“How long does it take to write a book?” “Is it easy to get a book published?” “How many hours do you write in a day?” People often ask me some version of these questions when they get to know I’m a writer. The correct answer is “It depends”. Arvind Adiga wrote The White Tiger in one month. Melissa Bank spent twelve years writing The Girl’s Guide to Hunting and Fishing. HarperCollins India offered me a publishing deal within three weeks of completing KEEP OFF THE GRASS. My second novel took longer. Having said that, THE SEEKER is my debut US effort and the step-by-step timeline below is a good average for the whole idea-to-publishing process:
2012: Research/Pre-Planning the novel (Part Time)
In this time, I read books, watched documentaries, consulted various writing resources and planned my plot and characters in detail. This is the fun part since I was passionately interested in researching the themes I was writing about.
Jan 5–Mar 1’ 2013: First Draft of the novel.
I wrote full-time in a writer’s retreat following a pretty intense schedule. Four hours of writing in the morning, two hours in the afternoon, an hour after Yoga in the evening=seven hours of intense concentration a day, five days a week.
Mar 15-May 1’ 2013: Second Draft.
Still writing full-time but more laid-back, call it three hours a day. I traveled a lot during this time but the book was always back of mind.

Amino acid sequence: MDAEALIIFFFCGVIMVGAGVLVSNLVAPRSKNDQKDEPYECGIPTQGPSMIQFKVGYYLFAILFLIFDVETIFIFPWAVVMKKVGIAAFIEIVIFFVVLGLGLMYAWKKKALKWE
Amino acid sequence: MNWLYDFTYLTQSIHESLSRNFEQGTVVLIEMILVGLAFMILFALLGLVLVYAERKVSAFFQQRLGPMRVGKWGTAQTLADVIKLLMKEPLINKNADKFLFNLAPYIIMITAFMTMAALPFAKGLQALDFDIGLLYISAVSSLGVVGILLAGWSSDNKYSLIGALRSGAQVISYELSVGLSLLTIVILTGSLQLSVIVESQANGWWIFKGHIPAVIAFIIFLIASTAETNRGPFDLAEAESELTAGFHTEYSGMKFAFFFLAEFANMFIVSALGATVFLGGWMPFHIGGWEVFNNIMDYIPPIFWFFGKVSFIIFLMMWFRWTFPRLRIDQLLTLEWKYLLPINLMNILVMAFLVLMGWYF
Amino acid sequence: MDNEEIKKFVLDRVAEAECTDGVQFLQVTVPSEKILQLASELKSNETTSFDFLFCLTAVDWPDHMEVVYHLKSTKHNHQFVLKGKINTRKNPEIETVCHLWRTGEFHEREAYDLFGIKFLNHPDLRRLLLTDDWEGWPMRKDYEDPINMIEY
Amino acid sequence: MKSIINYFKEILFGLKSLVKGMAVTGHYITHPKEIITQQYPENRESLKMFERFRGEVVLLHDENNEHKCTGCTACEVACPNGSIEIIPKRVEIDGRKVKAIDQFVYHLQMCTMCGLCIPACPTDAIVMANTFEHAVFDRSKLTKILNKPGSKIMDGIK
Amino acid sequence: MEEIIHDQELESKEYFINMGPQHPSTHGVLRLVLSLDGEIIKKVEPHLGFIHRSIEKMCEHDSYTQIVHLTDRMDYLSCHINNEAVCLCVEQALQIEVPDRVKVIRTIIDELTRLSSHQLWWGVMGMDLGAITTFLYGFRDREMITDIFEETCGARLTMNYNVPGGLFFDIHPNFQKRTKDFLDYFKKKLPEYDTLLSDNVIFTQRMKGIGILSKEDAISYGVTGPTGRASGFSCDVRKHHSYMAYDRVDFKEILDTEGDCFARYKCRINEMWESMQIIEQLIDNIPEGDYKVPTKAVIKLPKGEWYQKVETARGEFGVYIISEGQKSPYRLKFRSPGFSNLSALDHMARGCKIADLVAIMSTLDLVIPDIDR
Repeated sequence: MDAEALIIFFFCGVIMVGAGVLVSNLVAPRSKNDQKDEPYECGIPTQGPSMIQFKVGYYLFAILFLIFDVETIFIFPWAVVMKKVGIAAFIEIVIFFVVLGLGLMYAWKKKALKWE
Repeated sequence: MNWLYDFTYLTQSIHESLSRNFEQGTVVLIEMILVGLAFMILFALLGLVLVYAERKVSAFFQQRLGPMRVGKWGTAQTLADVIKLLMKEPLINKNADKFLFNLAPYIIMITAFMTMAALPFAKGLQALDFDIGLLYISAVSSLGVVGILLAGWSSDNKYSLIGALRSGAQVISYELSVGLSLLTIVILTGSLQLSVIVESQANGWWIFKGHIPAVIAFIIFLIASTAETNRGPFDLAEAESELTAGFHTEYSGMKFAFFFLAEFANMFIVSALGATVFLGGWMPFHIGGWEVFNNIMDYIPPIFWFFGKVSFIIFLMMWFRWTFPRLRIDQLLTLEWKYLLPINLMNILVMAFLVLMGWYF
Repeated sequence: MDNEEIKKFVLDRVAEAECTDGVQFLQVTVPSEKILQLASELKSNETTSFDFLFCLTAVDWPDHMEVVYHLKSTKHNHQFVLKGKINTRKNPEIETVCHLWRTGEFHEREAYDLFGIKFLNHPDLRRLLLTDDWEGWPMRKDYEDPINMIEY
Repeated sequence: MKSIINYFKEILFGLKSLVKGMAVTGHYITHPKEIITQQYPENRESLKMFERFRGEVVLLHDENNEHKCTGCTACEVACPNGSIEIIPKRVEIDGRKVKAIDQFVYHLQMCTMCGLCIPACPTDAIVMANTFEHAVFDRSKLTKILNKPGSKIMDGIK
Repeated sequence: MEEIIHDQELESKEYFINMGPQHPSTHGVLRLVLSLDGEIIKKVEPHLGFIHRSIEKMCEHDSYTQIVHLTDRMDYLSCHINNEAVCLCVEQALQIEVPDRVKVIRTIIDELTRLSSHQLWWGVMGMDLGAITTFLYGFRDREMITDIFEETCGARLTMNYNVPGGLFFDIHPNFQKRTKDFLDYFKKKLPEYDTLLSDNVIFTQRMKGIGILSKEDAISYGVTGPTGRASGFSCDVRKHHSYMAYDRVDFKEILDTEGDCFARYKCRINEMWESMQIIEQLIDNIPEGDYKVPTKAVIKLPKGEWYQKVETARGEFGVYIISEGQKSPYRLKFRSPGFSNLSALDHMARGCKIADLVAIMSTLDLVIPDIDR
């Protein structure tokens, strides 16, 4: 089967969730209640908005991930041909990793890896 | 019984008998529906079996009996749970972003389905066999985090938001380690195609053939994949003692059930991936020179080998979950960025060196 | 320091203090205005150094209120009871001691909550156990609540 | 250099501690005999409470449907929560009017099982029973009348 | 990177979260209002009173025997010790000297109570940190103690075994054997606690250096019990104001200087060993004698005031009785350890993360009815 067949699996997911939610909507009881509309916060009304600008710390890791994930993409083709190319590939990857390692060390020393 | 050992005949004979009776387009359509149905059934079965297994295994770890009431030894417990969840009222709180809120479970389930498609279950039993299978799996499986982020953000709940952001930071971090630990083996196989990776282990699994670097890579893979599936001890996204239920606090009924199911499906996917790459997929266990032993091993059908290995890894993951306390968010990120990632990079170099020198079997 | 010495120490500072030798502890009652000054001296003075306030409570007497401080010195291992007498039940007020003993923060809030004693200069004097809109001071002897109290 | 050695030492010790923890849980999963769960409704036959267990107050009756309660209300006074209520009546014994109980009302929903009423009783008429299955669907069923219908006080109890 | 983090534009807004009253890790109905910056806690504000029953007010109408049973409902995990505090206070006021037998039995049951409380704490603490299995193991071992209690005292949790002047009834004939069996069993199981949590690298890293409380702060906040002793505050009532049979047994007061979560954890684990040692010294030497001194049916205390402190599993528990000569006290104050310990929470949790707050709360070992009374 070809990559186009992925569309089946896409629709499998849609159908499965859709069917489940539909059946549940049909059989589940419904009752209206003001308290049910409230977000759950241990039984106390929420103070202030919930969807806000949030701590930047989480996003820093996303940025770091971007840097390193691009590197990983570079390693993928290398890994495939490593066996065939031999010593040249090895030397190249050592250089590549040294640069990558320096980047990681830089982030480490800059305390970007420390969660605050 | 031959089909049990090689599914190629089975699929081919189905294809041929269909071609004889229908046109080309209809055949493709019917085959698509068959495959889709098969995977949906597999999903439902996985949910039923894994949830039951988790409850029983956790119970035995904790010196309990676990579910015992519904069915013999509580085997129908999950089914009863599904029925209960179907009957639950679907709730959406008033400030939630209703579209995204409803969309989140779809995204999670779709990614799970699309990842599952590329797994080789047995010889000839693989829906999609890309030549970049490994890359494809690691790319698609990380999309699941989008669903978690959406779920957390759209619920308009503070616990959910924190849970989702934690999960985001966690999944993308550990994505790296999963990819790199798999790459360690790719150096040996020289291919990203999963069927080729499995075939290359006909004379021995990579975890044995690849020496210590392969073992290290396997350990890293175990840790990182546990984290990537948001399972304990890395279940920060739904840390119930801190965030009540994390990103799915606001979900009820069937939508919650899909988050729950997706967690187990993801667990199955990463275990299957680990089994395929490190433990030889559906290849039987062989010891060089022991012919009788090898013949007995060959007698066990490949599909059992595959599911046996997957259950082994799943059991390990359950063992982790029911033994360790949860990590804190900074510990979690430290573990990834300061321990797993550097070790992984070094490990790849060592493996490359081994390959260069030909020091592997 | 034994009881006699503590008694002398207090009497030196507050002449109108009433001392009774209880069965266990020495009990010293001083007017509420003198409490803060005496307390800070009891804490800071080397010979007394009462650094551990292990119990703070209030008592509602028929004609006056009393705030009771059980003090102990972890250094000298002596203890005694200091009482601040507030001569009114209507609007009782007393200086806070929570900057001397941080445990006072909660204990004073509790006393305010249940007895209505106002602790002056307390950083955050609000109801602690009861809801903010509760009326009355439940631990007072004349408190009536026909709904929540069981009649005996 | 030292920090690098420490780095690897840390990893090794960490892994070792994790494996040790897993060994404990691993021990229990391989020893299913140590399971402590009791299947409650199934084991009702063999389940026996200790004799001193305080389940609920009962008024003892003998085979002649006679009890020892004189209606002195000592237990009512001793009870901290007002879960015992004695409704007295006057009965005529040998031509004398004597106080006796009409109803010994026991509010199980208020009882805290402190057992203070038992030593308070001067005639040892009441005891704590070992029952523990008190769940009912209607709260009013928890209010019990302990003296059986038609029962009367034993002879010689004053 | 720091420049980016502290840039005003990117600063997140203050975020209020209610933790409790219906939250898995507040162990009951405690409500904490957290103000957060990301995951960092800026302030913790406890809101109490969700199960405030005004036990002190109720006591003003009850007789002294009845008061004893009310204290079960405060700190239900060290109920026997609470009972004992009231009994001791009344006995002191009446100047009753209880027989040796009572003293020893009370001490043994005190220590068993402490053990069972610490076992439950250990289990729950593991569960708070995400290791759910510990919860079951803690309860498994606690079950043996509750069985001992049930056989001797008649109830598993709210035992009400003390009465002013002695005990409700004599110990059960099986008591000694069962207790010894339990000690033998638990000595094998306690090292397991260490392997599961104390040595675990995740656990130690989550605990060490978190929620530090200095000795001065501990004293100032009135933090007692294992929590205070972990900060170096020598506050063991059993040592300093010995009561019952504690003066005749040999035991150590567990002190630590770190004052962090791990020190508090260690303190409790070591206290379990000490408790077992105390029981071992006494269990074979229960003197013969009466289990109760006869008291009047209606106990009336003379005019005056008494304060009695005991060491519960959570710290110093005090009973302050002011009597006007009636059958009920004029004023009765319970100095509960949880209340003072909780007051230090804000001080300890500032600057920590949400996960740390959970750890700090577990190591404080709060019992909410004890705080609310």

May 15-Jul 31’2013: Third/Fourth/Final Draft
Same intensity as the first draft, this time writing in Obras Artist Retreat, Portugal.
Aug 1- Sep 30’ 2013: Submission to Literary Agents
I queried fifty US literary agents and got a great response to my query (30-40% requested for a full) but a poor response to the full manuscript. Eventually, I ended up with two representation offers, neither of them with A-list agents. It was a hard decision but I let go of the offers. This novel was my dream, my international debut, and I knew more work was needed.
Oct 1- Jan 31’ 2014: Revisions (Part-Time)
I learnt from literary agent rejections to make significant revisions. During this time, I was back in my job after the sabbatical so I wrote after-hours and weekends.
Feb 1’ 2014- Mar 1’2014: Re-submit to Literary Agents
This time, I queried the Top 20 US literary agents without worrying about fit and genre. The query response was stunning (60-70%) and multiple offers of representation materialized quickly, all from renowned agents. I went with the tenacious Mollie Glick from Foundry Media—a terrific decision in retrospect.
Mar 1’2014-Apr 1’2014: Final round of revisions.
Mollie gave more strategic comments, then a line edit. A couple of rounds of revisions later, we were ready to submit.
Apr-May’2014: Publishing Deals!
Quickly after submission, we got multiple publishing offers from India and went with Penguin-Random House. US Penguin followed next with their Riverhead Imprint, who also bought the worldwide rights for the book.
Launch Date: June’ 2015 (India); Spring’ 2016(US/World)
The final publication date set by the publishers is almost a year after they made their offer and more than two years after I first started writing this novel.
Are the highs and lows of this long journey worth it? Any writer will tell you that none of the minuscule material rewards that come with publication—either fame or money—compensates for the passion and blood that goes into a book. But ultimately, writing is its own reward. It helped me articulate the ideas that occupied me for years and for that alone, I’d go through the whole process many times again.